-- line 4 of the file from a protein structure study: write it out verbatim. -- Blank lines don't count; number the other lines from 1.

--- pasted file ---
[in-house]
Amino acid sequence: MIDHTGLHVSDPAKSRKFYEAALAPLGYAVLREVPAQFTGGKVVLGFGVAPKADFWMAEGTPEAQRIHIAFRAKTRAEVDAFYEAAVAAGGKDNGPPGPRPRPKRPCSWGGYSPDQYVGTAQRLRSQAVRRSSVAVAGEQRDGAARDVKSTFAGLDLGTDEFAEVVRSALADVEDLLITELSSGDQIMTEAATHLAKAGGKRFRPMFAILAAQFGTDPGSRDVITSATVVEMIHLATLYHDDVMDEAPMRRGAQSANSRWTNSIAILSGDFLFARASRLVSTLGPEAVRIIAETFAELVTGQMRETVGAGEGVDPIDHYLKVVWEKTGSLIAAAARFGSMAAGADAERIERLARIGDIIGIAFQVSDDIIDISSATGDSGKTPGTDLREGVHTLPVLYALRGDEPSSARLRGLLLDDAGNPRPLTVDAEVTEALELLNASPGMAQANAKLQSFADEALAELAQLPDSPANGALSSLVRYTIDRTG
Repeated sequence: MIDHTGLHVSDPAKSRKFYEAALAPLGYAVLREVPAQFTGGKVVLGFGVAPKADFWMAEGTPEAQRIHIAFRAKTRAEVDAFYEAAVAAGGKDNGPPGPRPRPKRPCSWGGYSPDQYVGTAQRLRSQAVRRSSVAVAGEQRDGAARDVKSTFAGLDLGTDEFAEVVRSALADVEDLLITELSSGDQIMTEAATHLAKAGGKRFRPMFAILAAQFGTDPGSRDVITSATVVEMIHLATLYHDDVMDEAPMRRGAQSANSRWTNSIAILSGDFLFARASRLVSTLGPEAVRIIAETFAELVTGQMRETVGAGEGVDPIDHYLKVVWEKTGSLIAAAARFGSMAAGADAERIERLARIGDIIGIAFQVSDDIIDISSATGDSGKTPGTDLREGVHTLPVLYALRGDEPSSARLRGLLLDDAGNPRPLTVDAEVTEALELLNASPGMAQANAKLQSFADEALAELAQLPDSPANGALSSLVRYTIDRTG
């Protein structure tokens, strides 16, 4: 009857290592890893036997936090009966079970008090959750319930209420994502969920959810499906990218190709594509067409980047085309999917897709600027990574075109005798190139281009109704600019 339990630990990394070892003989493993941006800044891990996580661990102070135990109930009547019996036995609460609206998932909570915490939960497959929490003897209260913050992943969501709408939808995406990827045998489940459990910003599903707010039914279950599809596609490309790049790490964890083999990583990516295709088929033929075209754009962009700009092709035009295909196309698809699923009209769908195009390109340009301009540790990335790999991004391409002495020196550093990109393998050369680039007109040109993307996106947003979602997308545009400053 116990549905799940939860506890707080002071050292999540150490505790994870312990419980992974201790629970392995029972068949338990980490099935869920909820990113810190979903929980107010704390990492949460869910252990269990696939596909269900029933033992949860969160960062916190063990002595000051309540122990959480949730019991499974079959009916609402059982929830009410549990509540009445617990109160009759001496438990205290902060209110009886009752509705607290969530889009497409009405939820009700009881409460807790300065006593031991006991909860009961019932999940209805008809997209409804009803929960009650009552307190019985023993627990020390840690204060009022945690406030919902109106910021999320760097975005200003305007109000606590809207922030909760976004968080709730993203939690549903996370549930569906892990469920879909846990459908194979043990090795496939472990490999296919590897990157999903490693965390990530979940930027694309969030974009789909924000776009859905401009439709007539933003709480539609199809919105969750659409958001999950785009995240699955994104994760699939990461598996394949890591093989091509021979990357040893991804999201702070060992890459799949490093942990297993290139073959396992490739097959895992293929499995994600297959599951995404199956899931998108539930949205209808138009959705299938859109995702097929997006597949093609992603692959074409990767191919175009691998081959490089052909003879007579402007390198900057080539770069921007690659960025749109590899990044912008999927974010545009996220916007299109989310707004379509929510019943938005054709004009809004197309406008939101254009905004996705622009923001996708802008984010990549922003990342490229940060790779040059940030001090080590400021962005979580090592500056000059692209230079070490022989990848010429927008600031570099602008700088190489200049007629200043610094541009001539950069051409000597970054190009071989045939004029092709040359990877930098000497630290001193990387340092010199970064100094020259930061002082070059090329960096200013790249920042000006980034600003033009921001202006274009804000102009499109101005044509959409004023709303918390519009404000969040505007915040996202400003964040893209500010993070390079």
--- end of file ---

């Protein structure tokens, strides 16, 4: 009857290592890893036997936090009966079970008090959750319930209420994502969920959810499906990218190709594509067409980047085309999917897709600027990574075109005798190139281009109704600019 339990630990990394070892003989493993941006800044891990996580661990102070135990109930009547019996036995609460609206998932909570915490939960497959929490003897209260913050992943969501709408939808995406990827045998489940459990910003599903707010039914279950599809596609490309790049790490964890083999990583990516295709088929033929075209754009962009700009092709035009295909196309698809699923009209769908195009390109340009301009540790990335790999991004391409002495020196550093990109393998050369680039007109040109993307996106947003979602997308545009400053 116990549905799940939860506890707080002071050292999540150490505790994870312990419980992974201790629970392995029972068949338990980490099935869920909820990113810190979903929980107010704390990492949460869910252990269990696939596909269900029933033992949860969160960062916190063990002595000051309540122990959480949730019991499974079959009916609402059982929830009410549990509540009445617990109160009759001496438990205290902060209110009886009752509705607290969530889009497409009405939820009700009881409460807790300065006593031991006991909860009961019932999940209805008809997209409804009803929960009650009552307190019985023993627990020390840690204060009022945690406030919902109106910021999320760097975005200003305007109000606590809207922030909760976004968080709730993203939690549903996370549930569906892990469920879909846990459908194979043990090795496939472990490999296919590897990157999903490693965390990530979940930027694309969030974009789909924000776009859905401009439709007539933003709480539609199809919105969750659409958001999950785009995240699955994104994760699939990461598996394949890591093989091509021979990357040893991804999201702070060992890459799949490093942990297993290139073959396992490739097959895992293929499995994600297959599951995404199956899931998108539930949205209808138009959705299938859109995702097929997006597949093609992603692959074409990767191919175009691998081959490089052909003879007579402007390198900057080539770069921007690659960025749109590899990044912008999927974010545009996220916007299109989310707004379509929510019943938005054709004009809004197309406008939101254009905004996705622009923001996708802008984010990549922003990342490229940060790779040059940030001090080590400021962005979580090592500056000059692209230079070490022989990848010429927008600031570099602008700088190489200049007629200043610094541009001539950069051409000597970054190009071989045939004029092709040359990877930098000497630290001193990387340092010199970064100094020259930061002082070059090329960096200013790249920042000006980034600003033009921001202006274009804000102009499109101005044509959409004023709303918390519009404000969040505007915040996202400003964040893209500010993070390079």